Score one for pushy parents. The families of two children with cystic fibrosis who need new lungs but were ineligible for adult organs have successfully used the courts and public opinion to get their daughter and son on the adult waiting list, which is normally unavailable to kids under 12.
Sarah’s parents and those of Javier Acosta, 11, didn’t do anything that any desperate mom or dad in their heartbreaking situation wouldn’t try. But their success raises a disconcerting question: are organ transplant rules made to be broken?
On Monday, OPTN’s executive committee amended its policy to allow transplant surgeons to review the individual cases of kids under 12 in need of a lung transplant. The surgeons would decide, on a case-by-case basis, whether a child should be eligible for adult lungs as well. The new policy is set to expire July 1, 2014, though experts will spend the year leading up to then deciding whether permanent changes are required.
As gripping as these two particular cases are, they are only a snapshot of two families grappling with one disease. There are countless other conditions that land a person on a transplant list, and each organ has different criteria for who is first in line.
“An important feature of the system by which the United States has decided to allocate organs is equity. Equity means different things for different organs,” says Jeff Kahn, a professor of bioethics and public policy at Johns Hopkins’ Berman Institute of Bioethics.
About a decade ago, Kahn served for five years on the ethics committee of the United Network for Organ Sharing, which is federally contracted to allocate organs. He recalls the rules governing organ transplants being deliberated over and hashed out, ad nauseam. “There is lots and lots of process before you get to a policy,” says Kahn. “When I teach bioethics, we talk about justice. When you have a pie, how do you divide it fairly?”
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In 2005, a new process to rank who gets adolescent and adult lungs went into effect. The Lung Allocation Score, or LAS, was developed by OPTN staff members, who descended upon transplant centers nationwide to scrutinize patient records and determine a scoring mechanism that prioritizes the most urgent cases. Among many factors, LAS takes into account how sick a person is and how well he is expected to do with a transplant.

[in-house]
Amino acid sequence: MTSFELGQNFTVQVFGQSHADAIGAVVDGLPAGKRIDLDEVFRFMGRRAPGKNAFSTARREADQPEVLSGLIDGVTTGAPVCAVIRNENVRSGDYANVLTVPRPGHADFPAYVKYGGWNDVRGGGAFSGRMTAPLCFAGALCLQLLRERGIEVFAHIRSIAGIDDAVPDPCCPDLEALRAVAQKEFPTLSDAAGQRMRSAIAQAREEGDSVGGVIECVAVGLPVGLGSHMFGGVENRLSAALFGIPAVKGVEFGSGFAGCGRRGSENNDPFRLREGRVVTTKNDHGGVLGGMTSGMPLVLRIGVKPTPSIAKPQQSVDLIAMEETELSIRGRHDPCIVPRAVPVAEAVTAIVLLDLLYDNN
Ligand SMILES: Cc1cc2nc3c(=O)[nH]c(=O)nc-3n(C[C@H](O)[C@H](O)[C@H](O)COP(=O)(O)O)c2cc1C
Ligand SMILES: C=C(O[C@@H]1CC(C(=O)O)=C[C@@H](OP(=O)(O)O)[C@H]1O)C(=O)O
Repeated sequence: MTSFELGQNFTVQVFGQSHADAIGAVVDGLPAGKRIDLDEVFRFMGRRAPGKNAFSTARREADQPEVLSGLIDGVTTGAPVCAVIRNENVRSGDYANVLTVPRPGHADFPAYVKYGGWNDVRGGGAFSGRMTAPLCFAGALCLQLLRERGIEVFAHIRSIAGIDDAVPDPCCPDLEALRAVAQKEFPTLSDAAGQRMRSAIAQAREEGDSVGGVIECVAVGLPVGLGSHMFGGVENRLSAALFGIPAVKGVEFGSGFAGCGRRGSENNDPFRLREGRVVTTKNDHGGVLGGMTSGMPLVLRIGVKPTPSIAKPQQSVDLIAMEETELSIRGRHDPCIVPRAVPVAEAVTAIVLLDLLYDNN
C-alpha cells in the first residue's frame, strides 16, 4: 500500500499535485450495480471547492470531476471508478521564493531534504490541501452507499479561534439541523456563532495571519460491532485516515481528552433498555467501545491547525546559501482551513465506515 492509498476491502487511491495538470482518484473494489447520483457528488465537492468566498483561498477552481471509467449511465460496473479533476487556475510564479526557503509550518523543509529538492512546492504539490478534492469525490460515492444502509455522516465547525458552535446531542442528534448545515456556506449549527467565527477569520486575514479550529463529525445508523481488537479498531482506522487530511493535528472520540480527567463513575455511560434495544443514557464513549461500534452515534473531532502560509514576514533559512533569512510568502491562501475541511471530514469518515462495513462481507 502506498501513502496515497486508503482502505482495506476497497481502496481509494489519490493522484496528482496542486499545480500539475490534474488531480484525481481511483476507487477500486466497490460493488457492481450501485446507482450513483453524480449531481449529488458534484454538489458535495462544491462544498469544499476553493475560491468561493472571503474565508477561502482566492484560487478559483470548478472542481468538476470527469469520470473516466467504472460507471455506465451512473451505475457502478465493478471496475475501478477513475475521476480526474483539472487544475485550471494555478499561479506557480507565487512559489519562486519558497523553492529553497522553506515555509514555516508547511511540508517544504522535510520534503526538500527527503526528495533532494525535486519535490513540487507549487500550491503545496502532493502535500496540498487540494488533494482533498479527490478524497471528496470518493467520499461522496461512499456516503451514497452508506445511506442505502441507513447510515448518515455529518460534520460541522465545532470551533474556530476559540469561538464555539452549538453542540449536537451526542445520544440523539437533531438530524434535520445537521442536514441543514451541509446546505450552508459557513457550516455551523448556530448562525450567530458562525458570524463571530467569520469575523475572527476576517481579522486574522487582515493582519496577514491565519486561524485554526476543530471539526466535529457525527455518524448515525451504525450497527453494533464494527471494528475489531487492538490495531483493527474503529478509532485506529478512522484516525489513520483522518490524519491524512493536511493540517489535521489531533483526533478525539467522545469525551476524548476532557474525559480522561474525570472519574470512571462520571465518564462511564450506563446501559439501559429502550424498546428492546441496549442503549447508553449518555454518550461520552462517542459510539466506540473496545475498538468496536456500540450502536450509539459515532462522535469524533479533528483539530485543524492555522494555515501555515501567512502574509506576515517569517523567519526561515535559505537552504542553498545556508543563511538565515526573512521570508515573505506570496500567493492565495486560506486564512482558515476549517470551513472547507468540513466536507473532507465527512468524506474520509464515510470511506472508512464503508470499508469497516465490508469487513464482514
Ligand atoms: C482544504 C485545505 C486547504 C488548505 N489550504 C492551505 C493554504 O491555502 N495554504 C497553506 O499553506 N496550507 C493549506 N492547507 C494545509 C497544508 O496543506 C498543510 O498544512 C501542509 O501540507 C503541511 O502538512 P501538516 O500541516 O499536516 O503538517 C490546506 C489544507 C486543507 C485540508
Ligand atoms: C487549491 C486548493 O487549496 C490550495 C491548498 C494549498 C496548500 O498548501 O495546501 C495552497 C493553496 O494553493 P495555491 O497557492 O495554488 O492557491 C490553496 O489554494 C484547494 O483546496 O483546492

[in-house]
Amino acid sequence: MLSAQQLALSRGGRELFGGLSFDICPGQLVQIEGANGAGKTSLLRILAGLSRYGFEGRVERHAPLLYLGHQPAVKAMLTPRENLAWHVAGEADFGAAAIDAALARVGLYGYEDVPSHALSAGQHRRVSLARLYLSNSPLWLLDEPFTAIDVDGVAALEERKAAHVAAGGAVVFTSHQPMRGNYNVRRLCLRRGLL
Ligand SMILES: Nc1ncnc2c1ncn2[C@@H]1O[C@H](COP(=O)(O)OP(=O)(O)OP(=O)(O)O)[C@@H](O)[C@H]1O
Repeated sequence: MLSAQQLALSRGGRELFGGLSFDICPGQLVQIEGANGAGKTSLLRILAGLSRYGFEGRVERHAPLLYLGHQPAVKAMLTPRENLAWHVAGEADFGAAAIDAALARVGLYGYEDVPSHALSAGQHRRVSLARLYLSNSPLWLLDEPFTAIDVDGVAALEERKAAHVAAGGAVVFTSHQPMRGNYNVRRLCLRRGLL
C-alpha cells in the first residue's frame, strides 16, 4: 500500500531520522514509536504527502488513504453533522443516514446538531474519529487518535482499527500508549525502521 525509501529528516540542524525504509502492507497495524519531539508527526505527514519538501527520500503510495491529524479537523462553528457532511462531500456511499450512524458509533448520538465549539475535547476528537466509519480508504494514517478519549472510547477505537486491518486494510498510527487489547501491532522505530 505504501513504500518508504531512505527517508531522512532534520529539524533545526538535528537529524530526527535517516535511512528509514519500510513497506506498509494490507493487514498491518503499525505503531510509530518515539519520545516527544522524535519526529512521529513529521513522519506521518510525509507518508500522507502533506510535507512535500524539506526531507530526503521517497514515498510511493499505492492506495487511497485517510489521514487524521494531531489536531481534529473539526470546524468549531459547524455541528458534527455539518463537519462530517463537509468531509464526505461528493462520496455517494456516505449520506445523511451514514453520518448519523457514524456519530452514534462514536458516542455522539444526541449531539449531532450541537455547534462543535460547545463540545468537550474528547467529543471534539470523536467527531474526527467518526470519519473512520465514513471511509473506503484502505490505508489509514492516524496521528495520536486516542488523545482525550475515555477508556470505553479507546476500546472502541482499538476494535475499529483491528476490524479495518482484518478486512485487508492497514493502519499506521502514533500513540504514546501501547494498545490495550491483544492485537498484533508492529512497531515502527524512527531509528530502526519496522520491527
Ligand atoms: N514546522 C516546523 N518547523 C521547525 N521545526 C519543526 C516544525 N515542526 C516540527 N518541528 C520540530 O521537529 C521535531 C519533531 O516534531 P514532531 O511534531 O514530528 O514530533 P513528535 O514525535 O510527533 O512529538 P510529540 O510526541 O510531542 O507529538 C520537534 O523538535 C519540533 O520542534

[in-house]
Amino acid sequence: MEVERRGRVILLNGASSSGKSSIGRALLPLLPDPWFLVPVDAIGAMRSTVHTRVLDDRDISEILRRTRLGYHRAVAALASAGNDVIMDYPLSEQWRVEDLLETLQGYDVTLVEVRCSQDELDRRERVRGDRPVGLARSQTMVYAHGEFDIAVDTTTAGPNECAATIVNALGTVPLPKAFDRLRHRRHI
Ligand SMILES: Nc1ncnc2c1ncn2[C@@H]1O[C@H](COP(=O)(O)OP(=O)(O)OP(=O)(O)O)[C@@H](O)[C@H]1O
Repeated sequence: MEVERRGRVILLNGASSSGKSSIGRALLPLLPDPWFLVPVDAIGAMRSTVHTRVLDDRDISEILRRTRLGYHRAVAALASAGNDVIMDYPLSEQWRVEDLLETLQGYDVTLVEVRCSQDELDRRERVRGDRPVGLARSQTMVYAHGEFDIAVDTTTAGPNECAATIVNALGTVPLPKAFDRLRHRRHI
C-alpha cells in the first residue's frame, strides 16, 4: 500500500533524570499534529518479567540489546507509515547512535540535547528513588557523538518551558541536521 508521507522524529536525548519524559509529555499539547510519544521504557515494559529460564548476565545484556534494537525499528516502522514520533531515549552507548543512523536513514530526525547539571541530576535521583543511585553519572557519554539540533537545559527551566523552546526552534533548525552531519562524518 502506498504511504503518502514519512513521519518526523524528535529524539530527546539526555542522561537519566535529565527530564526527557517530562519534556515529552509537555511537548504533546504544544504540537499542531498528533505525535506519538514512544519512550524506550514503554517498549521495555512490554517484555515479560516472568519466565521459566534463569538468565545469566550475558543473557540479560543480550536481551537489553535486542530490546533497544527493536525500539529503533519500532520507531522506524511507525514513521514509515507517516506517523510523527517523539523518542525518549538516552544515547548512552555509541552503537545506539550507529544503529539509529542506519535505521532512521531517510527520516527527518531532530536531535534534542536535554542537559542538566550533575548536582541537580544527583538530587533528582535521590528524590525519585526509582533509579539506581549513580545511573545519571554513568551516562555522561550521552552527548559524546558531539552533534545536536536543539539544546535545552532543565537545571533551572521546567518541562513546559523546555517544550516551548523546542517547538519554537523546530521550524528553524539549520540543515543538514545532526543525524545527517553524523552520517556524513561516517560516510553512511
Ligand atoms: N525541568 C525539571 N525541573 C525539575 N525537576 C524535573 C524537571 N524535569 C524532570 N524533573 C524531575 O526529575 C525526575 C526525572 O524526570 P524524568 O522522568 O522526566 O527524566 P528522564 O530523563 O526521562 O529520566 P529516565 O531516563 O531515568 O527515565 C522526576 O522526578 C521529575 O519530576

Because there were not enough pediatric lung transplants to provide data to develop an LAS for kids, the organ network settled on different criteria in 2010 that separates children into two tiers of medical urgency: priority 1 and priority 2. Priority 1 kids, for example, must be permanently connected to a ventilator.
Both methods of ranking patients’ need are “constantly tweaked and updated,” says Anne Paschke, a network spokeswoman. “They are constantly looking at ways to improve all our transplant policies to make the best use of the organs we have.”
It’s challenging to craft policies that are authoritative yet flexible, says Dr. Benjamin Wilfond, director of the Treuman Katz Center for Pediatric Bioethics at Seattle Children’s Hospital. “We don’t know what the best rules are,” says Wilfond, who began his career as a pediatric pulmonologist, taking care of cystic fibrosis patients just as transplants were becoming an option a few decades ago.
“We make the best rules with the best information we have,” he says. “As time goes on, we figure out that some rules we were following may not have been the best rules, and we adjust them in one direction or another.”
This is the first time a court order has been issued on transplant rules. To abide by the ruling, the network had to create separate listings for Sarah and Javier with fake birthdates to fool the system into thinking they were 12.
As of June 7, more than 1,650 people in the U.S. are waiting for a lung transplant, and 30 of them are children under 10. Forty children are between the ages of 11 and 17. Each patient, each family, is buffeted by despair and hope as they await the phone call that may change their life. Not everyone will get that call informing them that a compatible organ is available, which highlights another problem — not just allocation rules but the critical shortage of organs. “With 18 people dying every day on the transplant list,” says Paschke, “we don’t think it will ever feel fair to everyone.”